Howard County nonprofit earns state honors for preserving Puerto Rican music and dance
By Patti Restivo
For Howard Magazine|
Jun 05, 2019 | 9:00 AM
When it comes to sharing Puerto Rican culture, “the music does the translating for us,” says Hanover resident Angel Rivera.
Rivera’s Howard County-based nonprofit Cultura Plenera promotes two of the island’s musical traditions – bomba, an African-influenced percussion music style that dates back more than half a century, and plena, a 150-year-old folk genre passed down to Rivera by his father 40 years ago.
This month, after decades of sharing their music locally, the group will be recognized by the Maryland State Arts Council with a Maryland Traditions Heritage Award for its stewardship of the living tradition.
Cultura Plenera’s roots in Howard County began to sprout almost 20 years ago when Rivera and friends began performing in Howard County Schools (where his wife, Alba, taught Spanish) during National Hispanic Heritage Month.
The Riveras and their daughter, Xiomara, started the nonprofit a decade later and established a residency at Running Brook Elementary School. Since then, the emotional energy created by percussion instruments and Hispanic song and dance has filled venues such as Rockburn Branch Park, North Laurel Community Center and the Other Barn in Columbia.
“The rhythm, drive, energy and beating of the drum is something that moves the soul,” Rivera says.
In recent months, they’ve seen that interest blossom in workshops at Montgomery County’s Sandy Spring Museum, where they teach visitors about Puerto Rican pitorro (holiday moonshine) and dance via their ensemble, Los Hijo 'e Plena.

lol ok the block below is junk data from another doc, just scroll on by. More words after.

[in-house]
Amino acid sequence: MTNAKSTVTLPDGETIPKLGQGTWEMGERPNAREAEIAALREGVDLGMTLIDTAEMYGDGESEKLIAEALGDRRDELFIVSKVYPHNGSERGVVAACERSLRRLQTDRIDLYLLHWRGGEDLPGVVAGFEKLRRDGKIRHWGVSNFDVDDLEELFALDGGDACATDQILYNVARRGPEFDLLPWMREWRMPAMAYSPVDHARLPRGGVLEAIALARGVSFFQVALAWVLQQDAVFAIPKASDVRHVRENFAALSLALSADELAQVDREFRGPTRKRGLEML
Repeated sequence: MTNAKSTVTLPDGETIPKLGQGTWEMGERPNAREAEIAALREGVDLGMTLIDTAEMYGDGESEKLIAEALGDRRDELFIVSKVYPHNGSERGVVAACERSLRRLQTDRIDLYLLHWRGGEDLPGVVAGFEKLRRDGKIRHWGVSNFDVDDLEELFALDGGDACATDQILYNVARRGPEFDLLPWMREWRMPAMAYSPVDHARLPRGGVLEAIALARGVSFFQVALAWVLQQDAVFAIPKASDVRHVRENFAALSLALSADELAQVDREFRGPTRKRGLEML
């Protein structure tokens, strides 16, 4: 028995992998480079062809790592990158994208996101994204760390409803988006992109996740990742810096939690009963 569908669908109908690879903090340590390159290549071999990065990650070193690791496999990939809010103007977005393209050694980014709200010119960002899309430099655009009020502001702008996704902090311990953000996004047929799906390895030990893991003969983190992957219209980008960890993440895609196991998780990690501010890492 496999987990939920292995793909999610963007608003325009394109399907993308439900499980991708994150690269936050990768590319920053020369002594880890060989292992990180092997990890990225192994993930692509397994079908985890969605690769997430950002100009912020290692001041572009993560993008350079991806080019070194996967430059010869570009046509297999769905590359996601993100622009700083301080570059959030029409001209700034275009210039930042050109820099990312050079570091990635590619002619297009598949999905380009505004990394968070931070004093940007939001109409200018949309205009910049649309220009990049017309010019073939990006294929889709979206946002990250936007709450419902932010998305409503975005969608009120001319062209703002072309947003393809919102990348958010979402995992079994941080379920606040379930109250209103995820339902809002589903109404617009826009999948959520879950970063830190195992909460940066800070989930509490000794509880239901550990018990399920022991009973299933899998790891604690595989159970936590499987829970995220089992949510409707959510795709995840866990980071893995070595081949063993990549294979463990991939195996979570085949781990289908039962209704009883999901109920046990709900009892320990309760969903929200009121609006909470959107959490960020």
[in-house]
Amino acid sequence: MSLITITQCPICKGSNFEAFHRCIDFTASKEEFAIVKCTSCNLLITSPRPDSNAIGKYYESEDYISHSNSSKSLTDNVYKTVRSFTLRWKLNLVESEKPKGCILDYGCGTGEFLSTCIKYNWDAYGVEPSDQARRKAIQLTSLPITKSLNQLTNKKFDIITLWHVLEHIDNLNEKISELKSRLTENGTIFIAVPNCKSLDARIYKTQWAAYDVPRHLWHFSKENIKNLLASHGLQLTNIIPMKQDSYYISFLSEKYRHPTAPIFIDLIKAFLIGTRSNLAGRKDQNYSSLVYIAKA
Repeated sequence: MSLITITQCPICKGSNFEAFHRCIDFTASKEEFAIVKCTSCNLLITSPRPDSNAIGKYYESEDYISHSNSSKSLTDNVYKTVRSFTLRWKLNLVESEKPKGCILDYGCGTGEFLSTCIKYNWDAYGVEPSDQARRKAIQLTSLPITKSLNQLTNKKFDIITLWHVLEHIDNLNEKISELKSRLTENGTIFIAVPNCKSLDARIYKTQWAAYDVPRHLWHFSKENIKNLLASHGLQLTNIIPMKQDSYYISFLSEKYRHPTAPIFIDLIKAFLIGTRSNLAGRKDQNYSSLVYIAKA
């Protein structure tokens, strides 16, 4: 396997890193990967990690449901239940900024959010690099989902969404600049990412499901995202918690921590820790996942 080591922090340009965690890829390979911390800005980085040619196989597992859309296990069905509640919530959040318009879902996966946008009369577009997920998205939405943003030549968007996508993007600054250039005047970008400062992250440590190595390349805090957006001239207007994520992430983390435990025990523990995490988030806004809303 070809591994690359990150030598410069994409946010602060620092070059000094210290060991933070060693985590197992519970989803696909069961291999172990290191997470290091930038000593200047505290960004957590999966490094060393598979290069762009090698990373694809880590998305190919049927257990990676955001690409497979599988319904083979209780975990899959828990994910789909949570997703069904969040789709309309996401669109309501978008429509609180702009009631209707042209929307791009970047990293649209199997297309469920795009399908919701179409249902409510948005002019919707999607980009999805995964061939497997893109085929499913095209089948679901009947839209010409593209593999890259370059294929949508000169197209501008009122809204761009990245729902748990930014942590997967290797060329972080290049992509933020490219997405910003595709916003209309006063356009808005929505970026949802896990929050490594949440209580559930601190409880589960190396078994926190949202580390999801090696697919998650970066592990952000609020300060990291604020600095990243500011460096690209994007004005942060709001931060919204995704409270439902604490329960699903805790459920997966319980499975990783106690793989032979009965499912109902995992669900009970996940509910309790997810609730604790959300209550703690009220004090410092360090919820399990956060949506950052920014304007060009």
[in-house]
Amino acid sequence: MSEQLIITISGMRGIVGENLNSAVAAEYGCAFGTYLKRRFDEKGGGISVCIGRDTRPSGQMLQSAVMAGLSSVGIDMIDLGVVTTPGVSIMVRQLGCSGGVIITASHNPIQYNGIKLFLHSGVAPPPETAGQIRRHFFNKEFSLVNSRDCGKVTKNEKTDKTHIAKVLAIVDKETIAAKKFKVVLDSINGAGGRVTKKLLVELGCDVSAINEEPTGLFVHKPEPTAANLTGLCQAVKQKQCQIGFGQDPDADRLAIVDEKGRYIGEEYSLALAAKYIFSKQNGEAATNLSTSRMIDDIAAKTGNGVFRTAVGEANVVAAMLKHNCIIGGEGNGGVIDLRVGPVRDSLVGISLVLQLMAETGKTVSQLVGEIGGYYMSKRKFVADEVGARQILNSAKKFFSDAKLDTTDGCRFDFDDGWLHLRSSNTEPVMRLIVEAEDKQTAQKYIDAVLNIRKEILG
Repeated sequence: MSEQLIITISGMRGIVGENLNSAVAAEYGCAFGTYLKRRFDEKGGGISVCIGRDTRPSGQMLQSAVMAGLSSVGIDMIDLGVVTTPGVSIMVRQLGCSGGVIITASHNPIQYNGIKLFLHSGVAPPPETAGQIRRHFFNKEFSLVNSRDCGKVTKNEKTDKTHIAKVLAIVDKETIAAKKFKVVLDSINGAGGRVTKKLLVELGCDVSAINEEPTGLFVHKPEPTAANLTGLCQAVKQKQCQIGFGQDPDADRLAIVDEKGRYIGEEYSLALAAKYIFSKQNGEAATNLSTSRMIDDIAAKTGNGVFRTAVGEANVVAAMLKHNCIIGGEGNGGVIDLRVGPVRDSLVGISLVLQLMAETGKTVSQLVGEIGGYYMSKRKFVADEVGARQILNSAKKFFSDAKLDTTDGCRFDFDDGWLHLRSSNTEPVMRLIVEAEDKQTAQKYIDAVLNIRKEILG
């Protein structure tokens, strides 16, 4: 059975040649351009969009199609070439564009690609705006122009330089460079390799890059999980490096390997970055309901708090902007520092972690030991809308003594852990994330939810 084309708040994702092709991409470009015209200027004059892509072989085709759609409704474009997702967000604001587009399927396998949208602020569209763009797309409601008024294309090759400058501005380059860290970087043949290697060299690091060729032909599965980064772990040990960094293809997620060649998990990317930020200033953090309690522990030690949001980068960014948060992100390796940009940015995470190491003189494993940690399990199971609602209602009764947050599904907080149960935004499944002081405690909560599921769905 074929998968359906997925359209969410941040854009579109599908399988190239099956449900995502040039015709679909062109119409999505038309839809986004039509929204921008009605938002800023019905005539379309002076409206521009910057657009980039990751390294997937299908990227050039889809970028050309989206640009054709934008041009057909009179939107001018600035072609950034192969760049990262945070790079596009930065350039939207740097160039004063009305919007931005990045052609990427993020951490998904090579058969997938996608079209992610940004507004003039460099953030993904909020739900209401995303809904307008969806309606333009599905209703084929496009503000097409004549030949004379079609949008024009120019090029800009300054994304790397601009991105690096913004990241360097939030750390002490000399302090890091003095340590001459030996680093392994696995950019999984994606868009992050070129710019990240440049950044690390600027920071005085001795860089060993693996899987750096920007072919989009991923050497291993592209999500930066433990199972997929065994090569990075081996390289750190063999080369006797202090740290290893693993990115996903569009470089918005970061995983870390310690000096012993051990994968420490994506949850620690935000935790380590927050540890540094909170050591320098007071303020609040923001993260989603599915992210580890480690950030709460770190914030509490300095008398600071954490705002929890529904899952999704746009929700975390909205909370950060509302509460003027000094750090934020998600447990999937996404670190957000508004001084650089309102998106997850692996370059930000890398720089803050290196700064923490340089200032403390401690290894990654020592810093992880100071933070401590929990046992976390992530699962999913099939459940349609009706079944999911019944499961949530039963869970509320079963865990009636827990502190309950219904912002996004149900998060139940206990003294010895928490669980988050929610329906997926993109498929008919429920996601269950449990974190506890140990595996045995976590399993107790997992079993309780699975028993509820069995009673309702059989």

The first of the dance workshops “was a blast. We had no idea it was going to sell out,” says Museum executive director Alison Weiss.
Meanwhile, two Howard County middle schools have applied for Howard County Arts Council grants to establish Cultura Plenera residencies in the fall.
Rather than giddy children or limber young adults, these dancers range in age from their 50s up to their 80s.
By Pete Pichaske
Jun 03, 2019 | 8:00 AM
In 2017, a Cultura Plenera event at Rockburn raised $16,000 to benefit victims of Hurricane Maria, the Category 5 storm that devastated the Puerto Rico.
Island native Lyssette Cruz was among the 3,000 people who attended. Alba helped her find a teaching job at Ellicott Mills Middle School, and Riveras even invited Cruz to stay in their home until she moved into an apartment in Elkridge.
Cruz nominated the nonprofit for Heritage Award, writing that the Rivera family “breathes and lives the Puerto Rican tradition of community” by offering unconditional love and moral support.